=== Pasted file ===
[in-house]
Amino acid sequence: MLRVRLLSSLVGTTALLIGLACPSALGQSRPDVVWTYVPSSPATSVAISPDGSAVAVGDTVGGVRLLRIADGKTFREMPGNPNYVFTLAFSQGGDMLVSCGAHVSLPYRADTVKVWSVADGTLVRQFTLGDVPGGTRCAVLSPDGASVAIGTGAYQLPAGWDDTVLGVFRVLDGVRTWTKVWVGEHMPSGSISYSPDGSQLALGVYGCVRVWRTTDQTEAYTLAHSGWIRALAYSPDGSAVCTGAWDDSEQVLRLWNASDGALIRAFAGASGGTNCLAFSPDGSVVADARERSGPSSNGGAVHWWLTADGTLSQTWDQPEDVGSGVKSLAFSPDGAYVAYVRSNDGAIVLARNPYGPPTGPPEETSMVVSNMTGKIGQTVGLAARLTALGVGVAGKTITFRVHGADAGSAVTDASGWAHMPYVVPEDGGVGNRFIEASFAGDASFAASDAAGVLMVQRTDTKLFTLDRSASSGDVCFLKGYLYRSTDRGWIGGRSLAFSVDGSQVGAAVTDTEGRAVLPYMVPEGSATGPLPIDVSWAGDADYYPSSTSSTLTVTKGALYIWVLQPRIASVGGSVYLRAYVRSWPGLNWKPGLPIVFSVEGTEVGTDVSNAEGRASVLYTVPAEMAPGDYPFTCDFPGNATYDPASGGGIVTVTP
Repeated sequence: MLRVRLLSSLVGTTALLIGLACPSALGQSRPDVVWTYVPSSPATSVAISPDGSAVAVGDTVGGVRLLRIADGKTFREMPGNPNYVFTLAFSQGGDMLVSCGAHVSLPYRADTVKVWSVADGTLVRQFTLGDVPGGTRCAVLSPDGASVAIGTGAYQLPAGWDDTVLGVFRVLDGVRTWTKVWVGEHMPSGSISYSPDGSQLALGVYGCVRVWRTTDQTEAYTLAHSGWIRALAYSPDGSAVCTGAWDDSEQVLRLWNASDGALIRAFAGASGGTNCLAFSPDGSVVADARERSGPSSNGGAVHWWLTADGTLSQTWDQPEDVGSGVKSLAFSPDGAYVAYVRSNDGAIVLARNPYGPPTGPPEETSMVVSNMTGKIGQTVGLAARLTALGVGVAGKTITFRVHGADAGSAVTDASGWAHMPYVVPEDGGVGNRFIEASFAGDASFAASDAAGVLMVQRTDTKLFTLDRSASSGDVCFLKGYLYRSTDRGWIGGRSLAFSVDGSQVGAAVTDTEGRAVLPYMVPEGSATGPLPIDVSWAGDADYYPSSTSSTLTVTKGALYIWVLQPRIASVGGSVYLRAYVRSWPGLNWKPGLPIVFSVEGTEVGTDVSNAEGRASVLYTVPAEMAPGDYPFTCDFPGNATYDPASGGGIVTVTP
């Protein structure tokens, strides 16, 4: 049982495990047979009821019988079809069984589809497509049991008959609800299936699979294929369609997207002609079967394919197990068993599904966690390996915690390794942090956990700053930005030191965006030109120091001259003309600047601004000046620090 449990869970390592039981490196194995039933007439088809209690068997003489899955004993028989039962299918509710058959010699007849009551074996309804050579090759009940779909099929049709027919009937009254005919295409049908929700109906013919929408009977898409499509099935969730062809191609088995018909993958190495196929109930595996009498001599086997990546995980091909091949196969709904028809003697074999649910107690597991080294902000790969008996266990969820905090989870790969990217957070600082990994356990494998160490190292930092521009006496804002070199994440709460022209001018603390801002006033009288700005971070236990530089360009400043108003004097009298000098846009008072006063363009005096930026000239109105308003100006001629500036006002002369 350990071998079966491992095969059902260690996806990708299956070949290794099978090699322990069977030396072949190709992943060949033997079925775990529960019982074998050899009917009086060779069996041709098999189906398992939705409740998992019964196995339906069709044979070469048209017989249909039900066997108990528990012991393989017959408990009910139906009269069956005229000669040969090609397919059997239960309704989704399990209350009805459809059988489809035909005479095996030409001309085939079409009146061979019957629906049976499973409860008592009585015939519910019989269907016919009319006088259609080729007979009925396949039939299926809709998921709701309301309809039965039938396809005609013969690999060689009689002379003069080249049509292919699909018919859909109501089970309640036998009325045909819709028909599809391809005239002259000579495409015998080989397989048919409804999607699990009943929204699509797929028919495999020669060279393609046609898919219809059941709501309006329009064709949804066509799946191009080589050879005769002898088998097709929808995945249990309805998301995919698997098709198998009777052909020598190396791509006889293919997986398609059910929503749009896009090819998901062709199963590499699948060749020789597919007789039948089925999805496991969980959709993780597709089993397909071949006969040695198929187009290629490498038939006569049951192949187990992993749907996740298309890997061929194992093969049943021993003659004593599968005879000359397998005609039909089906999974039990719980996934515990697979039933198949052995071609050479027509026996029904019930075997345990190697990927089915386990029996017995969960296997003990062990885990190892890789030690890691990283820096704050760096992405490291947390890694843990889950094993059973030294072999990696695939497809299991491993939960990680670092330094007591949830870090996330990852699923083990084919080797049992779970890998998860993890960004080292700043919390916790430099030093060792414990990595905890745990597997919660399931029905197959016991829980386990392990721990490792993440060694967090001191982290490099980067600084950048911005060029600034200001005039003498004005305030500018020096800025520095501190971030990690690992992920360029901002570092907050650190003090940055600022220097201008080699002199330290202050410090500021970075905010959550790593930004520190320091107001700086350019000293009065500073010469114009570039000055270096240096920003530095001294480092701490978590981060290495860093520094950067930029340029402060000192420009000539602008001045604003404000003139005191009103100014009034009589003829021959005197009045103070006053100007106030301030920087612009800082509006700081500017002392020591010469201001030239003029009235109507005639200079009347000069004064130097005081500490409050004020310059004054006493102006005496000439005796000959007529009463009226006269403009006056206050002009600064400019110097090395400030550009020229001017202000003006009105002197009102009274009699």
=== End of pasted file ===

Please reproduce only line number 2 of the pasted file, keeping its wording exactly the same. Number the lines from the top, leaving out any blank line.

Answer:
Amino acid sequence: MLRVRLLSSLVGTTALLIGLACPSALGQSRPDVVWTYVPSSPATSVAISPDGSAVAVGDTVGGVRLLRIADGKTFREMPGNPNYVFTLAFSQGGDMLVSCGAHVSLPYRADTVKVWSVADGTLVRQFTLGDVPGGTRCAVLSPDGASVAIGTGAYQLPAGWDDTVLGVFRVLDGVRTWTKVWVGEHMPSGSISYSPDGSQLALGVYGCVRVWRTTDQTEAYTLAHSGWIRALAYSPDGSAVCTGAWDDSEQVLRLWNASDGALIRAFAGASGGTNCLAFSPDGSVVADARERSGPSSNGGAVHWWLTADGTLSQTWDQPEDVGSGVKSLAFSPDGAYVAYVRSNDGAIVLARNPYGPPTGPPEETSMVVSNMTGKIGQTVGLAARLTALGVGVAGKTITFRVHGADAGSAVTDASGWAHMPYVVPEDGGVGNRFIEASFAGDASFAASDAAGVLMVQRTDTKLFTLDRSASSGDVCFLKGYLYRSTDRGWIGGRSLAFSVDGSQVGAAVTDTEGRAVLPYMVPEGSATGPLPIDVSWAGDADYYPSSTSSTLTVTKGALYIWVLQPRIASVGGSVYLRAYVRSWPGLNWKPGLPIVFSVEGTEVGTDVSNAEGRASVLYTVPAEMAPGDYPFTCDFPGNATYDPASGGGIVTVTP